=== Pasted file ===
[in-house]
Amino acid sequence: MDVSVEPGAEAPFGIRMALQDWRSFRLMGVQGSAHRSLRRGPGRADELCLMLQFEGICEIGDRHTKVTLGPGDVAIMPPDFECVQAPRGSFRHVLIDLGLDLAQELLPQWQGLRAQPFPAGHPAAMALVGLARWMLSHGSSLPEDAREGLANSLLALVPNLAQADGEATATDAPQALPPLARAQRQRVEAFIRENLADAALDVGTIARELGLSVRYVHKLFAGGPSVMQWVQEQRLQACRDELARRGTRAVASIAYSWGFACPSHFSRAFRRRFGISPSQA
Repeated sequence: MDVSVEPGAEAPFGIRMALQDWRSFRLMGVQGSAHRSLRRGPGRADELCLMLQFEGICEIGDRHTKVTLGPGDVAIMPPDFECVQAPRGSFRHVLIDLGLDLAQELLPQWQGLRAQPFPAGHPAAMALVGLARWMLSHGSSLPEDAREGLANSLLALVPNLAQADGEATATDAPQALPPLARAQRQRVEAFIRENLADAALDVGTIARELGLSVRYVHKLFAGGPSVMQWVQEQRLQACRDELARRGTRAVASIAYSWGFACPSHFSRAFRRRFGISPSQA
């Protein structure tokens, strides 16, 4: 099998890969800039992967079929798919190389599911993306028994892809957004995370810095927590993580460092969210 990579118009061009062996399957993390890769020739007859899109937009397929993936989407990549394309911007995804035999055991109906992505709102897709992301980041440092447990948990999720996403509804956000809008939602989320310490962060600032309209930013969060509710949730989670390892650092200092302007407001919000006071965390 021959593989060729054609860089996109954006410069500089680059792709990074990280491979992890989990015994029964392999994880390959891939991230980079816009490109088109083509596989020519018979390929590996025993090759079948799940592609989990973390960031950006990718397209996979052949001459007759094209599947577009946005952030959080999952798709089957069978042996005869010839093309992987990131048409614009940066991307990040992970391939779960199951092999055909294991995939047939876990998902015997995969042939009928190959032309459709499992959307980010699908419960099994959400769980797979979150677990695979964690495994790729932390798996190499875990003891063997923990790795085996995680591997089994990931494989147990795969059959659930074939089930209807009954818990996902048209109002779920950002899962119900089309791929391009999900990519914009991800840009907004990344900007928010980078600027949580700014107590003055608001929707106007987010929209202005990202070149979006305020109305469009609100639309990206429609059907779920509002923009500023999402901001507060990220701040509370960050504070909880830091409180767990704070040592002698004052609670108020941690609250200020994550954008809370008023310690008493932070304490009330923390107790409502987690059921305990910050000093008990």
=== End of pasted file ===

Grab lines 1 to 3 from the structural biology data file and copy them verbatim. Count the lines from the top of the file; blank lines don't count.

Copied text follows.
[in-house]
Amino acid sequence: MDVSVEPGAEAPFGIRMALQDWRSFRLMGVQGSAHRSLRRGPGRADELCLMLQFEGICEIGDRHTKVTLGPGDVAIMPPDFECVQAPRGSFRHVLIDLGLDLAQELLPQWQGLRAQPFPAGHPAAMALVGLARWMLSHGSSLPEDAREGLANSLLALVPNLAQADGEATATDAPQALPPLARAQRQRVEAFIRENLADAALDVGTIARELGLSVRYVHKLFAGGPSVMQWVQEQRLQACRDELARRGTRAVASIAYSWGFACPSHFSRAFRRRFGISPSQA
Repeated sequence: MDVSVEPGAEAPFGIRMALQDWRSFRLMGVQGSAHRSLRRGPGRADELCLMLQFEGICEIGDRHTKVTLGPGDVAIMPPDFECVQAPRGSFRHVLIDLGLDLAQELLPQWQGLRAQPFPAGHPAAMALVGLARWMLSHGSSLPEDAREGLANSLLALVPNLAQADGEATATDAPQALPPLARAQRQRVEAFIRENLADAALDVGTIARELGLSVRYVHKLFAGGPSVMQWVQEQRLQACRDELARRGTRAVASIAYSWGFACPSHFSRAFRRRFGISPSQA